The UK Supreme Court has set a date to hear the legal challenge by Imperial Tobacco against the Scottish Government’s legislation to ban unstaffed tobacco vending machines and tobacco displays at point of sale. In response Sheila Duffy, Chief Executive of ASH Scotland, said:
'These public health measures were passed overwhelmingly by our democratically elected Parliament and have twice been upheld by the Scottish courts.
This is part of a growing international problem. We have heard from partner organisations from Australia to Uruguay that, having lost the battles over scientific evidence and public support, tobacco companies are resorting to delaying valid public health measures in the courts.
Tobacco kills half of its long-term consumers and Imperial Tobacco should accept the public, political and legal judgements that it cannot be treated like an ordinary product.
I am looking for the Supreme Court to rule against Imperial Tobacco and clear the way for Scotland to implement these important public health measures.'She seems to be making a fuss because the courts are being used exactly the way they should be designed to be used: for a company to challenge what it perceives as unfair legislation. But in the eyes of tobacco control a tobacco company that uses the courts in this way is somehow perverse and unreasonable. Her reasoning that tobacco cannot be seen like an 'ordinary product' misses the point that campaigns against other products will gain strength if this one prospers, as we see in the latest embarrassing escapade in the campaign to denormalise alcohol.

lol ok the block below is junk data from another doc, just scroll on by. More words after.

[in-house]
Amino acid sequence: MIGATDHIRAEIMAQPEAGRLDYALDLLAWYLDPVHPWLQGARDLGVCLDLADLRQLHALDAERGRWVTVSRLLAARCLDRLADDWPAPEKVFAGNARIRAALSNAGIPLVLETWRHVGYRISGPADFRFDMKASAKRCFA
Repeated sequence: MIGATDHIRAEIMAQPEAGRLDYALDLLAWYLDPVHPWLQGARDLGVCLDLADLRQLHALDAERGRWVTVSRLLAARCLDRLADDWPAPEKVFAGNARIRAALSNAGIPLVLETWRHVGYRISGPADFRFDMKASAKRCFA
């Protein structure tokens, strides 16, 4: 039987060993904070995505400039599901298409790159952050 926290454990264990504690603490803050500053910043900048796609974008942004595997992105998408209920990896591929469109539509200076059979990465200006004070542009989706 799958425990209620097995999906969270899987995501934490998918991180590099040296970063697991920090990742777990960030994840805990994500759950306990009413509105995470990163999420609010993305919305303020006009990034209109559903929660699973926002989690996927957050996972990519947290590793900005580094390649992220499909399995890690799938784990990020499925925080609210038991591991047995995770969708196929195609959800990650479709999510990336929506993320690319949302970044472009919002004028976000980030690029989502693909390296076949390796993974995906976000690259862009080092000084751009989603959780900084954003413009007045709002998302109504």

She clearly expects a court victory, but one is tempted to conclude that she requires a vote against the tobacco companies in principle, rather than on the legal case presented. That would certainly not be a conclusion that reflected the purpose of the courts: victory should be on legal grounds, not on the basis of whether either side represents tobacco interests.